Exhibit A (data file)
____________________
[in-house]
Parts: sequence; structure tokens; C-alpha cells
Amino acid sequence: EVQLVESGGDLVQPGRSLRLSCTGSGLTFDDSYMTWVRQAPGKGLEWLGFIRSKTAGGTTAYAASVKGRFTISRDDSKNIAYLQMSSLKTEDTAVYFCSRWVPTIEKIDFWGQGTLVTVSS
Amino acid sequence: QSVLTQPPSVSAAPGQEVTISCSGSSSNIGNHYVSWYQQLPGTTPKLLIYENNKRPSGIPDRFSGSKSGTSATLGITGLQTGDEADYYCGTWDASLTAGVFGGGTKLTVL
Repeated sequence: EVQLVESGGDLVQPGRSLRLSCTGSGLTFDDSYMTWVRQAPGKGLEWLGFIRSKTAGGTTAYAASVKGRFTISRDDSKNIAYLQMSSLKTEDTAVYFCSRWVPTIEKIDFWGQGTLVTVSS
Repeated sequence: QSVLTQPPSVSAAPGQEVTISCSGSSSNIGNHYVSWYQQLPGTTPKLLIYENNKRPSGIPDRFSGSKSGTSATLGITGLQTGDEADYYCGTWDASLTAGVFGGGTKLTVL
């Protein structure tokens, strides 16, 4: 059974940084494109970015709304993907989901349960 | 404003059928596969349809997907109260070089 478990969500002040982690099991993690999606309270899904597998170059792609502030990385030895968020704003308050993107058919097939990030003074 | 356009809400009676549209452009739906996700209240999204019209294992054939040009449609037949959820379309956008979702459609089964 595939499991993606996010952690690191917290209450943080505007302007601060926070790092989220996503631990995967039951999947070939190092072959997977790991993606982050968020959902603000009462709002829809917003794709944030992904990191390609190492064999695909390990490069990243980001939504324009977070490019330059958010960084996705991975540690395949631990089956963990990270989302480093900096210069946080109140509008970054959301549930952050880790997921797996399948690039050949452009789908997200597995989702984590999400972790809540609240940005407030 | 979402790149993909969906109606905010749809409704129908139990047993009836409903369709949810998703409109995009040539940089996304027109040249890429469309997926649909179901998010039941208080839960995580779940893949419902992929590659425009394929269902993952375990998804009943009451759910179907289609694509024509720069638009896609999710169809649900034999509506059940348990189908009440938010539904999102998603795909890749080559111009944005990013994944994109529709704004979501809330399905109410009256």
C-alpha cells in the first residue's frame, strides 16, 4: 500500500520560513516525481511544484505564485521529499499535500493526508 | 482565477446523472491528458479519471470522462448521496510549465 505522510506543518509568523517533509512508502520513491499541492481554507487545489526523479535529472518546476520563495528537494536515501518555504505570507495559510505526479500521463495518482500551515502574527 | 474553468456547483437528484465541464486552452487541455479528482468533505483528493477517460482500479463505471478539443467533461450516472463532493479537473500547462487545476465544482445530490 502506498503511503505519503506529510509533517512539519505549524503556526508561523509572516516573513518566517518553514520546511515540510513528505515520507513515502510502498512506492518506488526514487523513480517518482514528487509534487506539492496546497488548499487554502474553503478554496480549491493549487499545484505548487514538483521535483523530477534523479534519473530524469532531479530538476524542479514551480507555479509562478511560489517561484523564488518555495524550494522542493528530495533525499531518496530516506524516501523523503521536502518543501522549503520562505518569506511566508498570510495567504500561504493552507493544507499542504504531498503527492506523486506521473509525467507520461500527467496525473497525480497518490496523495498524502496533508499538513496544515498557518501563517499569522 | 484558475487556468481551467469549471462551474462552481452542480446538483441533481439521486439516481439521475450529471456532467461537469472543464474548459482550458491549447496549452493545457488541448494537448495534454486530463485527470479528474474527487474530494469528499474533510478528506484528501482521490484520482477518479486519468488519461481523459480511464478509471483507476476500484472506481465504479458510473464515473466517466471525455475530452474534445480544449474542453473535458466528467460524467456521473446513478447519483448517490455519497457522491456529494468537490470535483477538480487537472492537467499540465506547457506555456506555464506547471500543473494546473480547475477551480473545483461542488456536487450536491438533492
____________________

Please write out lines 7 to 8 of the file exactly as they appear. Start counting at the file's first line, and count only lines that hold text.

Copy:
């Protein structure tokens, strides 16, 4: 059974940084494109970015709304993907989901349960 | 404003059928596969349809997907109260070089 478990969500002040982690099991993690999606309270899904597998170059792609502030990385030895968020704003308050993107058919097939990030003074 | 356009809400009676549209452009739906996700209240999204019209294992054939040009449609037949959820379309956008979702459609089964 595939499991993606996010952690690191917290209450943080505007302007601060926070790092989220996503631990995967039951999947070939190092072959997977790991993606982050968020959902603000009462709002829809917003794709944030992904990191390609190492064999695909390990490069990243980001939504324009977070490019330059958010960084996705991975540690395949631990089956963990990270989302480093900096210069946080109140509008970054959301549930952050880790997921797996399948690039050949452009789908997200597995989702984590999400972790809540609240940005407030 | 979402790149993909969906109606905010749809409704129908139990047993009836409903369709949810998703409109995009040539940089996304027109040249890429469309997926649909179901998010039941208080839960995580779940893949419902992929590659425009394929269902993952375990998804009943009451759910179907289609694509024509720069638009896609999710169809649900034999509506059940348990189908009440938010539904999102998603795909890749080559111009944005990013994944994109529709704004979501809330399905109410009256």
C-alpha cells in the first residue's frame, strides 16, 4: 500500500520560513516525481511544484505564485521529499499535500493526508 | 482565477446523472491528458479519471470522462448521496510549465 505522510506543518509568523517533509512508502520513491499541492481554507487545489526523479535529472518546476520563495528537494536515501518555504505570507495559510505526479500521463495518482500551515502574527 | 474553468456547483437528484465541464486552452487541455479528482468533505483528493477517460482500479463505471478539443467533461450516472463532493479537473500547462487545476465544482445530490 502506498503511503505519503506529510509533517512539519505549524503556526508561523509572516516573513518566517518553514520546511515540510513528505515520507513515502510502498512506492518506488526514487523513480517518482514528487509534487506539492496546497488548499487554502474553503478554496480549491493549487499545484505548487514538483521535483523530477534523479534519473530524469532531479530538476524542479514551480507555479509562478511560489517561484523564488518555495524550494522542493528530495533525499531518496530516506524516501523523503521536502518543501522549503520562505518569506511566508498570510495567504500561504493552507493544507499542504504531498503527492506523486506521473509525467507520461500527467496525473497525480497518490496523495498524502496533508499538513496544515498557518501563517499569522 | 484558475487556468481551467469549471462551474462552481452542480446538483441533481439521486439516481439521475450529471456532467461537469472543464474548459482550458491549447496549452493545457488541448494537448495534454486530463485527470479528474474527487474530494469528499474533510478528506484528501482521490484520482477518479486519468488519461481523459480511464478509471483507476476500484472506481465504479458510473464515473466517466471525455475530452474534445480544449474542453473535458466528467460524467456521473446513478447519483448517490455519497457522491456529494468537490470535483477538480487537472492537467499540465506547457506555456506555464506547471500543473494546473480547475477551480473545483461542488456536487450536491438533492